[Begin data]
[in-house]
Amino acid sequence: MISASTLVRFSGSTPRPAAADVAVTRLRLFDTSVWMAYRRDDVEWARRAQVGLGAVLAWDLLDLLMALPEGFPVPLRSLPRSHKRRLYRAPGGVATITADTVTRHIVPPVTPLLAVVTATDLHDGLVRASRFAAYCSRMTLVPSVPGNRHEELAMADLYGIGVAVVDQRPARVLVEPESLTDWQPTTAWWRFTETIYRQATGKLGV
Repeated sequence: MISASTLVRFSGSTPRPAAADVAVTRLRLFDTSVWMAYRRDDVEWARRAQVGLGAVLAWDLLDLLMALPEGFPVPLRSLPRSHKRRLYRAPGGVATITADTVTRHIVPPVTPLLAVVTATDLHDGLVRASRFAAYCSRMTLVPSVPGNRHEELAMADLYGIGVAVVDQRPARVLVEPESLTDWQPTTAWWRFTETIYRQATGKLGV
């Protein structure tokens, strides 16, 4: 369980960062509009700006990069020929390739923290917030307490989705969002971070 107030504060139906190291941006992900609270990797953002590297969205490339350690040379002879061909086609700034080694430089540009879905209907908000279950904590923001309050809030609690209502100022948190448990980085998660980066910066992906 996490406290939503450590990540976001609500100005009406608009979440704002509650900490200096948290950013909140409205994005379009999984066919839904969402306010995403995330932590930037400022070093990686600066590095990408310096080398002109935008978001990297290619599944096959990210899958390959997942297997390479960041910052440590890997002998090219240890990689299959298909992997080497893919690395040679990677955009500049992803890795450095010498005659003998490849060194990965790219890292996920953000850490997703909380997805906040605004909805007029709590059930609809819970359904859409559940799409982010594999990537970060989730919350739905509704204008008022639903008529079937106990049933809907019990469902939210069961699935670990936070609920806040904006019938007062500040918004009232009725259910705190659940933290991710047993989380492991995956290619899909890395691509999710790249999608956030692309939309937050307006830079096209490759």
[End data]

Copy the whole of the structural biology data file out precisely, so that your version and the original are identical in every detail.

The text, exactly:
[in-house]
Amino acid sequence: MISASTLVRFSGSTPRPAAADVAVTRLRLFDTSVWMAYRRDDVEWARRAQVGLGAVLAWDLLDLLMALPEGFPVPLRSLPRSHKRRLYRAPGGVATITADTVTRHIVPPVTPLLAVVTATDLHDGLVRASRFAAYCSRMTLVPSVPGNRHEELAMADLYGIGVAVVDQRPARVLVEPESLTDWQPTTAWWRFTETIYRQATGKLGV
Repeated sequence: MISASTLVRFSGSTPRPAAADVAVTRLRLFDTSVWMAYRRDDVEWARRAQVGLGAVLAWDLLDLLMALPEGFPVPLRSLPRSHKRRLYRAPGGVATITADTVTRHIVPPVTPLLAVVTATDLHDGLVRASRFAAYCSRMTLVPSVPGNRHEELAMADLYGIGVAVVDQRPARVLVEPESLTDWQPTTAWWRFTETIYRQATGKLGV
């Protein structure tokens, strides 16, 4: 369980960062509009700006990069020929390739923290917030307490989705969002971070 107030504060139906190291941006992900609270990797953002590297969205490339350690040379002879061909086609700034080694430089540009879905209907908000279950904590923001309050809030609690209502100022948190448990980085998660980066910066992906 996490406290939503450590990540976001609500100005009406608009979440704002509650900490200096948290950013909140409205994005379009999984066919839904969402306010995403995330932590930037400022070093990686600066590095990408310096080398002109935008978001990297290619599944096959990210899958390959997942297997390479960041910052440590890997002998090219240890990689299959298909992997080497893919690395040679990677955009500049992803890795450095010498005659003998490849060194990965790219890292996920953000850490997703909380997805906040605004909805007029709590059930609809819970359904859409559940799409982010594999990537970060989730919350739905509704204008008022639903008529079937106990049933809907019990469902939210069961699935670990936070609920806040904006019938007062500040918004009232009725259910705190659940933290991710047993989380492991995956290619899909890395691509999710790249999608956030692309939309937050307006830079096209490759």